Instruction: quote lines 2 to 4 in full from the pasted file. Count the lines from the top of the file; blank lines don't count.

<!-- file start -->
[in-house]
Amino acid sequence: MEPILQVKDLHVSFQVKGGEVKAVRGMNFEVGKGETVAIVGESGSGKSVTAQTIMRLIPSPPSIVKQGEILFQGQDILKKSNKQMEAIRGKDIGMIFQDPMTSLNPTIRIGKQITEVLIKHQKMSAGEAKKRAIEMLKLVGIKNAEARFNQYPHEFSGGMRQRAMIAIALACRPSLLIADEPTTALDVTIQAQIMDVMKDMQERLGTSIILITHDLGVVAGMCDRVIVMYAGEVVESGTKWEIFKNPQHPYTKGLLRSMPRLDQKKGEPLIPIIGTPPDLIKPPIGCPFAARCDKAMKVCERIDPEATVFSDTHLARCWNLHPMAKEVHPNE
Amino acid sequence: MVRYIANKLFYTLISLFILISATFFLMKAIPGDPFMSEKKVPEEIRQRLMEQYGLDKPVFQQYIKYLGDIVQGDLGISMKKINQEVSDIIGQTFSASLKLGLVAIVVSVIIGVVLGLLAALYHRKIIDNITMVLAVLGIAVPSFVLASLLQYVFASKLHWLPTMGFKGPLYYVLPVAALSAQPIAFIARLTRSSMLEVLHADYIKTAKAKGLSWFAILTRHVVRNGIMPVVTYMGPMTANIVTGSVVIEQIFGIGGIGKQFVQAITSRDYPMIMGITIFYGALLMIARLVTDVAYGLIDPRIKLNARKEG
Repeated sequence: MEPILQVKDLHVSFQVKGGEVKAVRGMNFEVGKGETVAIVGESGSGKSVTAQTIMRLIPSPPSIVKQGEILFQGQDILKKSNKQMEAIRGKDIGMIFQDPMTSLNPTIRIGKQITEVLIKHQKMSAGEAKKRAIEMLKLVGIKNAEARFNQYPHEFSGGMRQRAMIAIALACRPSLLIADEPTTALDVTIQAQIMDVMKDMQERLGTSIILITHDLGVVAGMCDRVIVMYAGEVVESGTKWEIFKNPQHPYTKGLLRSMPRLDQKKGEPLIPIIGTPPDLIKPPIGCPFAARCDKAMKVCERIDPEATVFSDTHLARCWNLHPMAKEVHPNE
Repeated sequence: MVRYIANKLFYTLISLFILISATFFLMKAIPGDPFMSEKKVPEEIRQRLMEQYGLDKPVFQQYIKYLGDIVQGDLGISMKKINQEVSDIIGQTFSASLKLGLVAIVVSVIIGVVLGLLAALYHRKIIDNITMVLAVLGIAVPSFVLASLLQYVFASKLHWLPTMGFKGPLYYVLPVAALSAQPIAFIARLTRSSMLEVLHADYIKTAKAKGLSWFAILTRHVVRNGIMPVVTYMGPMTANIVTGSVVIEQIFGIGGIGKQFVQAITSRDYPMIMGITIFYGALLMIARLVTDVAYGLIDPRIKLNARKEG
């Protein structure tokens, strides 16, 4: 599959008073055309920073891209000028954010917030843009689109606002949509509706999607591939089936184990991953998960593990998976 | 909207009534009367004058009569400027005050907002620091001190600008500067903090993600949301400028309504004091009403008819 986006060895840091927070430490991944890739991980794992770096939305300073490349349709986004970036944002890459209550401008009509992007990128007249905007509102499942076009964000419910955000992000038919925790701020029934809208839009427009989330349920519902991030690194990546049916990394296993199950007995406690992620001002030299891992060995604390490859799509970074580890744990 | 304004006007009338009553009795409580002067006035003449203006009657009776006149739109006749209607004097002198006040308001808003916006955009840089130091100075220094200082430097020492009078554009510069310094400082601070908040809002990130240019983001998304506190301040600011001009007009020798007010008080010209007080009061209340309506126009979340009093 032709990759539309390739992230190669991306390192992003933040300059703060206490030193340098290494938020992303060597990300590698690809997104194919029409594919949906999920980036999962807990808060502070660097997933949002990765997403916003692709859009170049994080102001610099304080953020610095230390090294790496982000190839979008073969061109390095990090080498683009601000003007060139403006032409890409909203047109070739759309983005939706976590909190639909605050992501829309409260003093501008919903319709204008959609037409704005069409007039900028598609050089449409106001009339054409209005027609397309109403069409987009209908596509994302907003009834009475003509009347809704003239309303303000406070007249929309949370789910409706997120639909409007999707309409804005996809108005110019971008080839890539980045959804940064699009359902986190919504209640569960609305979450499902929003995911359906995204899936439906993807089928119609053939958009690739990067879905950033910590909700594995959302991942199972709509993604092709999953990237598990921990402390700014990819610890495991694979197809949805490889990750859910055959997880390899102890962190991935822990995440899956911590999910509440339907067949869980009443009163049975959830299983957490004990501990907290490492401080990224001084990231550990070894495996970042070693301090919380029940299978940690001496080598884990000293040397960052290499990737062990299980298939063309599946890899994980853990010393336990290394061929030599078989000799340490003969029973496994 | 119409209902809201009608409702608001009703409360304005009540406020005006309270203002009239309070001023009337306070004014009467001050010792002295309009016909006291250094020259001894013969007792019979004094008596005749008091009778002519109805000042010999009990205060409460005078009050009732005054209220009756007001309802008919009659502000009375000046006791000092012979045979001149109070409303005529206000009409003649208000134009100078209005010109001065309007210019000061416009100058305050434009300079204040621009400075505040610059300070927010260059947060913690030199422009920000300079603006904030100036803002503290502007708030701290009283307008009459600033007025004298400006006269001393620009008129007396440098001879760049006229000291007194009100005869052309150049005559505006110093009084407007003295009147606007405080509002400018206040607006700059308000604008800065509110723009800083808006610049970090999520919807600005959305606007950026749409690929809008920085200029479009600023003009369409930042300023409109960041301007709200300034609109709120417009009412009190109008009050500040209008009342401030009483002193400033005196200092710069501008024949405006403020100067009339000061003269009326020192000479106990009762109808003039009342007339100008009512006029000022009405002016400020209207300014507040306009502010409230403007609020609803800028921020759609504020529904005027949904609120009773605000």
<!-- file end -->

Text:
Amino acid sequence: MEPILQVKDLHVSFQVKGGEVKAVRGMNFEVGKGETVAIVGESGSGKSVTAQTIMRLIPSPPSIVKQGEILFQGQDILKKSNKQMEAIRGKDIGMIFQDPMTSLNPTIRIGKQITEVLIKHQKMSAGEAKKRAIEMLKLVGIKNAEARFNQYPHEFSGGMRQRAMIAIALACRPSLLIADEPTTALDVTIQAQIMDVMKDMQERLGTSIILITHDLGVVAGMCDRVIVMYAGEVVESGTKWEIFKNPQHPYTKGLLRSMPRLDQKKGEPLIPIIGTPPDLIKPPIGCPFAARCDKAMKVCERIDPEATVFSDTHLARCWNLHPMAKEVHPNE
Amino acid sequence: MVRYIANKLFYTLISLFILISATFFLMKAIPGDPFMSEKKVPEEIRQRLMEQYGLDKPVFQQYIKYLGDIVQGDLGISMKKINQEVSDIIGQTFSASLKLGLVAIVVSVIIGVVLGLLAALYHRKIIDNITMVLAVLGIAVPSFVLASLLQYVFASKLHWLPTMGFKGPLYYVLPVAALSAQPIAFIARLTRSSMLEVLHADYIKTAKAKGLSWFAILTRHVVRNGIMPVVTYMGPMTANIVTGSVVIEQIFGIGGIGKQFVQAITSRDYPMIMGITIFYGALLMIARLVTDVAYGLIDPRIKLNARKEG
Repeated sequence: MEPILQVKDLHVSFQVKGGEVKAVRGMNFEVGKGETVAIVGESGSGKSVTAQTIMRLIPSPPSIVKQGEILFQGQDILKKSNKQMEAIRGKDIGMIFQDPMTSLNPTIRIGKQITEVLIKHQKMSAGEAKKRAIEMLKLVGIKNAEARFNQYPHEFSGGMRQRAMIAIALACRPSLLIADEPTTALDVTIQAQIMDVMKDMQERLGTSIILITHDLGVVAGMCDRVIVMYAGEVVESGTKWEIFKNPQHPYTKGLLRSMPRLDQKKGEPLIPIIGTPPDLIKPPIGCPFAARCDKAMKVCERIDPEATVFSDTHLARCWNLHPMAKEVHPNE